I find myself towering over my young son, my arms gripping each side of his chair, looking the seven-year-old mountain right in the eyes.

"You have to tell me what you're feeling!" I demand. "I'm a therapist. This is what I do for a living!"

There is one long moment of complete and total silence. My entire parental life flashes before my eyes, culminating with the realization that I have just reached my all-time parenting low.

Our eyes remain locked together but our souls react as one...We both bust out laughing! Gut-holding, tear-shedding, loud, hiccuping gasps of laughter.

I collapse onto the floor beside him, pull him into my arms and hug him tight.

"You know what?" I say. "You're right. If you don't want to have your baby teeth pulled, we won't do it. We already know you're gonna have braces. What's a few more months?"

His little body relaxes against me and I am forgiven.

But Stoneface doesn't crack like this often.

Many's the big battle where we've gone head-to-head, toe-to-toe, forcing me to bully my way into doing what is hard but also right. Many's the time I've seen the anger, hurt or fear building up like a thundercloud only to drift away without expression.

I have learned to ride it out with him. To sit by his side in silence until he is ready...or not. To bear witness to his pain instead of trying to erase it with denial or easy kindnesses.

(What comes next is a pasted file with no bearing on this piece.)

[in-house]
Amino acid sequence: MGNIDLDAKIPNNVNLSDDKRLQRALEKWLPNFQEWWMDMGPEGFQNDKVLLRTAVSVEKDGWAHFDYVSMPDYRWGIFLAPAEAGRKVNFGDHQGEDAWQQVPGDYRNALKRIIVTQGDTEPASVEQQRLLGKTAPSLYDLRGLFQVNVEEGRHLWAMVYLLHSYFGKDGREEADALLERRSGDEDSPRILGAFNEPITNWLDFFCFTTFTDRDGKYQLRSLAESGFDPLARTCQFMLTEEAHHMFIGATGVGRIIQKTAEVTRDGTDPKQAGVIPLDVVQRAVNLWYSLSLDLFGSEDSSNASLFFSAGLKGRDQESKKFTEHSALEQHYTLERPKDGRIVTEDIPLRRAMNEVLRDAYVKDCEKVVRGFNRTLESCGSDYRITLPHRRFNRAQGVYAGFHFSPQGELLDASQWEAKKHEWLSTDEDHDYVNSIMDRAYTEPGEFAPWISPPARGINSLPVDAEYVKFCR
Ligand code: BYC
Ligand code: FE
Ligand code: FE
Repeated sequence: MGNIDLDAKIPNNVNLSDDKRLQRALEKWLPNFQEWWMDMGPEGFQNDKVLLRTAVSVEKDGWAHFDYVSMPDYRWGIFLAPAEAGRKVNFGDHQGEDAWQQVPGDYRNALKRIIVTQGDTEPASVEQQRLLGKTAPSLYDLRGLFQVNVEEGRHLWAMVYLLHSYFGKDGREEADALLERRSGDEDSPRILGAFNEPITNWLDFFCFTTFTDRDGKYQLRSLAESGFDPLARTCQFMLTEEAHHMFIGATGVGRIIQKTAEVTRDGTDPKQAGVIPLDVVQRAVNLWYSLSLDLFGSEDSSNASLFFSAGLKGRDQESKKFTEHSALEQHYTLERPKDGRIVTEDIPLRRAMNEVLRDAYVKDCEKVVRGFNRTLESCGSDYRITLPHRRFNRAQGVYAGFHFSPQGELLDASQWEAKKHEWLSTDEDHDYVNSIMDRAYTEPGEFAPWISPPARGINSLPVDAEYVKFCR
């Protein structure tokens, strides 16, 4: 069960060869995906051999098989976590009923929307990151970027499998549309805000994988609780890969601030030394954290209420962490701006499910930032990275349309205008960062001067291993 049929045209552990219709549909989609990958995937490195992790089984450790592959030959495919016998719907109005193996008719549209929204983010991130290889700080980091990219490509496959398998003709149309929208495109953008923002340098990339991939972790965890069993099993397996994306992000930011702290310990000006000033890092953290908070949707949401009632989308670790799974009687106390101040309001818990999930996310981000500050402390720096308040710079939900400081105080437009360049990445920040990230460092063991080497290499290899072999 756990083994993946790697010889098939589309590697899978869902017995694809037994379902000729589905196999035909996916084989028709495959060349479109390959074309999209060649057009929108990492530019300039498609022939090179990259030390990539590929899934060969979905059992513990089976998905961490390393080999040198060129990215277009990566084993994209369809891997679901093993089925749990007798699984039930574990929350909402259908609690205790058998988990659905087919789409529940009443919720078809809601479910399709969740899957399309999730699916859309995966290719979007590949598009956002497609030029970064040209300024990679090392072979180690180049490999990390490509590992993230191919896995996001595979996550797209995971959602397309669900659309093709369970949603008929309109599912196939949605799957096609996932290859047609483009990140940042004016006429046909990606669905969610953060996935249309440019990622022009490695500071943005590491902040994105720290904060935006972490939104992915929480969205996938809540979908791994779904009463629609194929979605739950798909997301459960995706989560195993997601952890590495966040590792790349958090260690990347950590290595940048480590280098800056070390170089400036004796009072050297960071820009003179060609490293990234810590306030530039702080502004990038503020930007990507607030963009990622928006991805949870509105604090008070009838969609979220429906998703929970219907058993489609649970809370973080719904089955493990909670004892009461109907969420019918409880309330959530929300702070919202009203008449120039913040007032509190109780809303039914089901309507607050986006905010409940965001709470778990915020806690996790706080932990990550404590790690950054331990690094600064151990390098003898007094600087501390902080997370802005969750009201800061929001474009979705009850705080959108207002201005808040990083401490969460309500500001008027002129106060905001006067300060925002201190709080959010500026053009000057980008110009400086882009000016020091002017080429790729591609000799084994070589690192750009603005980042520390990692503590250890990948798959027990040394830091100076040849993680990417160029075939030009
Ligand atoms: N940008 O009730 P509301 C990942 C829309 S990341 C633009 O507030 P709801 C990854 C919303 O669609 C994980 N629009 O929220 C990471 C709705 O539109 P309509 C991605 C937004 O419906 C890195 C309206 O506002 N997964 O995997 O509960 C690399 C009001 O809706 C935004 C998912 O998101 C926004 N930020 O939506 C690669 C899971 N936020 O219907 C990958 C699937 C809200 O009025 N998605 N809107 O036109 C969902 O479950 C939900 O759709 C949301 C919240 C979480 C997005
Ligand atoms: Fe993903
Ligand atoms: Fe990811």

We have worked out a way to work through the feelings...Even if he doesn't want to express them like I do.

But now SHE is on the scene. There is nothing SHE can't conquer.

My father is mentor, best friend, and true companion to both my boys. He has been a constant safe harbor in their lives. When their parents fail them, Grandaddy will not.

Adam brought Amanda to meet Grandaddy a few weeks ago...And I knew it was to receive his blessing upon this tender, fragile shoot of new love.

Of course, The Wisest Man in the Known Universe is the font of all unconditional love and approval, so the girl had a cakewalk to his okay.

She liked him, likes him, and he likes her.

In the past year, I have watched my boys skate slowly around the edges of their grandfather's impending departure. I have seen them blow off the opportunities he has given them to say goodbye, or to talk about his leaving. I have watched their two little stone faces and it has killed me to know what agony must lie just beneath the surface.

But SHE tapped the keg.

When Adam told her he might need to leave school for New Bern because Grandaddy was probably dying, SHE lost it. She cried and wailed and showed every single piece of her anguish to him...

And in doing so turned the magic key and released his own imprisoned pain.

He came home, slightly after curfew, eyes swollen, nose plugged and collapsed at the foot of my bed amongst the dogs and my friend, Martha who is Vice Mom in my absence.

And he talked about his feelings.

Just a little bit.

When I called minutes later I said, "How you doin'?"


"You don't sound fine," I said.

"It's a cold. I'm catching a cold."

"Asshole," I said...my pet name for him.

"Turd," he said, chuckling- then "Amanda was crying about Grandaddy and when I saw her, I just lost it..."

Thank you, Amanda. Thank you for giving him the gift of expressing what he feels inside and then showing him it's okay to let others know. Thank you for being his first gentle love.

And don't forget, little girl...I can still whip your ass at Tribond, so you're not the Queen yet!